2. Thermal stability control to increase filter and detector stability and reduce drift;

3. A new irradiance diffuser allows a single cosine collector to span the UV to SWIR (305–1,670 nm).

EPIC radiance sensors are also equipped with a digital video camera plus a seven-position filter wheel in line with the fiber-optics. The filter wheel permits hyperspectral polarimetry (three polarizers), direct Sun viewing (neutral density filter), stray-light correction (340 nm cut-on filter), and dark current measurements (solid disk). The dynamic range of the microradiometers, approximately 9.5 decades, permits viewing of all natural targets for both radiometric sensor types including the Sun and the Moon. The digital camera is used in lieu of a quadrant detector to accurately point the sensor at the center of the Sun. The camera also provides an image of the radiance FOV, so the presence of clouds across the solar disk, or floating debris on the sea surface, can be properly detected. Picture recognition algorithms, which are integral to the system control software, are used to flag data accordingly. OSPREy trackers are COTS units, which allow radiance sensors to be pointed in arbitrary directions with a speed of up to 50°/s.

An OSPREy system is a COTS state-of-the-art, autonomous, radiometric observing system supporting a) cost-conscious atmospheric and oceanographic research, and b) calibration and validation activities for current and next-generation ocean color and atmospheric satellites, including NRC Decadal Survey and Climate-Centric Architecture missions. A summary depiction of an OSPREy system deployed on an offshore platform is presented in Fig. 3 - recalling that the platform-perturbation field must be properly understood to avoid contamination in the radiometric data.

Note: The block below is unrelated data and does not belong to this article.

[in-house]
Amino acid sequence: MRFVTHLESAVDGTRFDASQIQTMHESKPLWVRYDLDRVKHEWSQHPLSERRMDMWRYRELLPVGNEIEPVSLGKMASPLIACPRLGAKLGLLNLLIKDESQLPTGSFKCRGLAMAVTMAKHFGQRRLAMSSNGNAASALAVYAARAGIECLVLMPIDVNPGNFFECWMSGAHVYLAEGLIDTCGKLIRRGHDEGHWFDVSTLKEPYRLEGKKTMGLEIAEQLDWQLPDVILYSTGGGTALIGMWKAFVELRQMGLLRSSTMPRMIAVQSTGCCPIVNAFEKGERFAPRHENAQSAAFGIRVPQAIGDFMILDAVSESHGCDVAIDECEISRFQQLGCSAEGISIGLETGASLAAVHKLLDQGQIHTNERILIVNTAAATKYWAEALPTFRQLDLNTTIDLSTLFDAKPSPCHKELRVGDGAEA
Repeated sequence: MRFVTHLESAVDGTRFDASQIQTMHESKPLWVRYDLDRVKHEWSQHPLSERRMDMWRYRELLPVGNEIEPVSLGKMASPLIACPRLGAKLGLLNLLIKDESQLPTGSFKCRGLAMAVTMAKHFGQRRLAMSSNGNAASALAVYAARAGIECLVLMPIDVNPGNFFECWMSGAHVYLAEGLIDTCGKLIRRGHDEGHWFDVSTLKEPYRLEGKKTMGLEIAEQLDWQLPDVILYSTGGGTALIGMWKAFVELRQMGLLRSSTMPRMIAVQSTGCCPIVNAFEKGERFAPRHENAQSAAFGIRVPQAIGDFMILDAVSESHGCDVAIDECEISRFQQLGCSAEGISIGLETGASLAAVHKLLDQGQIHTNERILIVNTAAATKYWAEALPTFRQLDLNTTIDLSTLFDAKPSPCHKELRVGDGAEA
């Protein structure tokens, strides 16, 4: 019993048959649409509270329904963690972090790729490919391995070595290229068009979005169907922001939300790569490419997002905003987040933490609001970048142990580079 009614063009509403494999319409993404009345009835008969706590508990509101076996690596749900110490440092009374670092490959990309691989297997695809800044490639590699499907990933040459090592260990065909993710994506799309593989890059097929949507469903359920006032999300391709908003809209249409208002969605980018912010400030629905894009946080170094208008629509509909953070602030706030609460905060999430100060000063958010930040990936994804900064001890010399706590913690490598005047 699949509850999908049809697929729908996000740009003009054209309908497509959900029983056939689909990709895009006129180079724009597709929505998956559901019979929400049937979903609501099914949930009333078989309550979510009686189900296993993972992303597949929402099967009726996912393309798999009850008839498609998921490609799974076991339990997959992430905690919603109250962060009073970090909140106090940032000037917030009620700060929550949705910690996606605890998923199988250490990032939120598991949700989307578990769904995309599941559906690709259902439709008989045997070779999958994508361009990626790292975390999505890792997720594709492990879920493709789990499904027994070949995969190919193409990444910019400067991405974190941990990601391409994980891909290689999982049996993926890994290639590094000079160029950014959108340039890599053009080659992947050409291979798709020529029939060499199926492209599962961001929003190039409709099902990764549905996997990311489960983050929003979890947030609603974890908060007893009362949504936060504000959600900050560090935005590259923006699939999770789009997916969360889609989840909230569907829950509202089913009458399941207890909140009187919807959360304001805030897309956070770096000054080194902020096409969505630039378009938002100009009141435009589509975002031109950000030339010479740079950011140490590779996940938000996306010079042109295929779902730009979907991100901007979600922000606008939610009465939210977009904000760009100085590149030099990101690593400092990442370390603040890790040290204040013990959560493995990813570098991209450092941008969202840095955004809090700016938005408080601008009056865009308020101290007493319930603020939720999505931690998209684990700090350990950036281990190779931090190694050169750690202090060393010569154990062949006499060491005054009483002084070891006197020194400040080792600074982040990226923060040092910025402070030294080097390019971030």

Fig. 1.

OPRey images

The OSPREy system concept showing two dyads (A and B), each containing one irradiance sensor (with shadow band attachment) and one radiance sensor. The pedestal mount is for illustrative purposes as are the pointing angles and shadow band positions.

Fig. 2.

An EPIC radiance sensor showing the 19 microradiometers arranged in a central cluster with the the gershun tube assembly to the left and the aggregator electronics to the right. The spectrograph with thermal regulation connects to the filter wheel assembly with a fiber-optic cable and has its own gershun tube assembly. The digital camera has an exit aperture on the other side of the filter-wheel assembly. The end cap also contains the spectrograph support electronics.

Fig. 3.


Deployment of the OSPREy system with many of the components required for operations: two EPIC dyads at the top of an offshore tower measuring the atmosphere and the ocean; an ocean color satellite sampling the on- to off-shore gradient (green to blue) in productivity; the Sun and Moon as calibration targets; a telecommunications satellite for data telemetry from the platform sensor suite (including meteorological sensors), which are all powered by solar panels and a wind generator; a shore-based calibration and logistical support facility, including test capabilities at a pier; and monthly validation (including in-water AOP profiles) and maintenance visits with a small boat.